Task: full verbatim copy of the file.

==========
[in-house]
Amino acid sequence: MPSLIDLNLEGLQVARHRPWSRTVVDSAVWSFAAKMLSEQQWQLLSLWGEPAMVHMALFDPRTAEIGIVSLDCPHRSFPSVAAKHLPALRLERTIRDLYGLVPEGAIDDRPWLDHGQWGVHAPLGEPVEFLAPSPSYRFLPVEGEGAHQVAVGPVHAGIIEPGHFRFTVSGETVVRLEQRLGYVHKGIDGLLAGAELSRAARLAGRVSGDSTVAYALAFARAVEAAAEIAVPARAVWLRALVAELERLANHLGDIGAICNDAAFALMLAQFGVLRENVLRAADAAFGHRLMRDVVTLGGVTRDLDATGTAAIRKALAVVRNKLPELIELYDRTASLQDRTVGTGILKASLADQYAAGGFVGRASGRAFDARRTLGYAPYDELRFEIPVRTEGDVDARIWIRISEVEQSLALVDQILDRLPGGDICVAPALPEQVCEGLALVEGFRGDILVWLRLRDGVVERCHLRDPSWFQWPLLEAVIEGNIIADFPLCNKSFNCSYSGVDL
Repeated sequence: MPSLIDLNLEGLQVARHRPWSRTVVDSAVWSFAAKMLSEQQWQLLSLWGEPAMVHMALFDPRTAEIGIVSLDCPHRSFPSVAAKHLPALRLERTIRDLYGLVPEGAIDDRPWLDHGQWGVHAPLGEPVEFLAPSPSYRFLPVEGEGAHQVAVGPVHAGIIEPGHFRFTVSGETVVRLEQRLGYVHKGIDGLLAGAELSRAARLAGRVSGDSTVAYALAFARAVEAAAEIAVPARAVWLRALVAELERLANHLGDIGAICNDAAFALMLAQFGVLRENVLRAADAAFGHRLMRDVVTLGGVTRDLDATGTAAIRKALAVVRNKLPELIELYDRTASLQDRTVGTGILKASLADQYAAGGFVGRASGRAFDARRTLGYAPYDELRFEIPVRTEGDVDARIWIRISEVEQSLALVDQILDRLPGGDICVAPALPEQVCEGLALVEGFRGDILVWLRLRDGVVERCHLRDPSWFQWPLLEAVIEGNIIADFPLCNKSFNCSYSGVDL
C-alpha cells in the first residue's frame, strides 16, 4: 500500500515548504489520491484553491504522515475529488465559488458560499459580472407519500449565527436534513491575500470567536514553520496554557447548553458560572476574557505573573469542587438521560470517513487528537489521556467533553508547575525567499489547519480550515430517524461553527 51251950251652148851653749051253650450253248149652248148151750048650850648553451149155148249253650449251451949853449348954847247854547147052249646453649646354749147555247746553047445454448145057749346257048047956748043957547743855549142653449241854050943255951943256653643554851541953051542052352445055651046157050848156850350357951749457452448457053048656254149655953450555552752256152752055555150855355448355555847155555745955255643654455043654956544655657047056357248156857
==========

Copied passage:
[in-house]
Amino acid sequence: MPSLIDLNLEGLQVARHRPWSRTVVDSAVWSFAAKMLSEQQWQLLSLWGEPAMVHMALFDPRTAEIGIVSLDCPHRSFPSVAAKHLPALRLERTIRDLYGLVPEGAIDDRPWLDHGQWGVHAPLGEPVEFLAPSPSYRFLPVEGEGAHQVAVGPVHAGIIEPGHFRFTVSGETVVRLEQRLGYVHKGIDGLLAGAELSRAARLAGRVSGDSTVAYALAFARAVEAAAEIAVPARAVWLRALVAELERLANHLGDIGAICNDAAFALMLAQFGVLRENVLRAADAAFGHRLMRDVVTLGGVTRDLDATGTAAIRKALAVVRNKLPELIELYDRTASLQDRTVGTGILKASLADQYAAGGFVGRASGRAFDARRTLGYAPYDELRFEIPVRTEGDVDARIWIRISEVEQSLALVDQILDRLPGGDICVAPALPEQVCEGLALVEGFRGDILVWLRLRDGVVERCHLRDPSWFQWPLLEAVIEGNIIADFPLCNKSFNCSYSGVDL
Repeated sequence: MPSLIDLNLEGLQVARHRPWSRTVVDSAVWSFAAKMLSEQQWQLLSLWGEPAMVHMALFDPRTAEIGIVSLDCPHRSFPSVAAKHLPALRLERTIRDLYGLVPEGAIDDRPWLDHGQWGVHAPLGEPVEFLAPSPSYRFLPVEGEGAHQVAVGPVHAGIIEPGHFRFTVSGETVVRLEQRLGYVHKGIDGLLAGAELSRAARLAGRVSGDSTVAYALAFARAVEAAAEIAVPARAVWLRALVAELERLANHLGDIGAICNDAAFALMLAQFGVLRENVLRAADAAFGHRLMRDVVTLGGVTRDLDATGTAAIRKALAVVRNKLPELIELYDRTASLQDRTVGTGILKASLADQYAAGGFVGRASGRAFDARRTLGYAPYDELRFEIPVRTEGDVDARIWIRISEVEQSLALVDQILDRLPGGDICVAPALPEQVCEGLALVEGFRGDILVWLRLRDGVVERCHLRDPSWFQWPLLEAVIEGNIIADFPLCNKSFNCSYSGVDL
C-alpha cells in the first residue's frame, strides 16, 4: 500500500515548504489520491484553491504522515475529488465559488458560499459580472407519500449565527436534513491575500470567536514553520496554557447548553458560572476574557505573573469542587438521560470517513487528537489521556467533553508547575525567499489547519480550515430517524461553527 51251950251652148851653749051253650450253248149652248148151750048650850648553451149155148249253650449251451949853449348954847247854547147052249646453649646354749147555247746553047445454448145057749346257048047956748043957547743855549142653449241854050943255951943256653643554851541953051542052352445055651046157050848156850350357951749457452448457053048656254149655953450555552752256152752055555150855355448355555847155555745955255643654455043654956544655657047056357248156857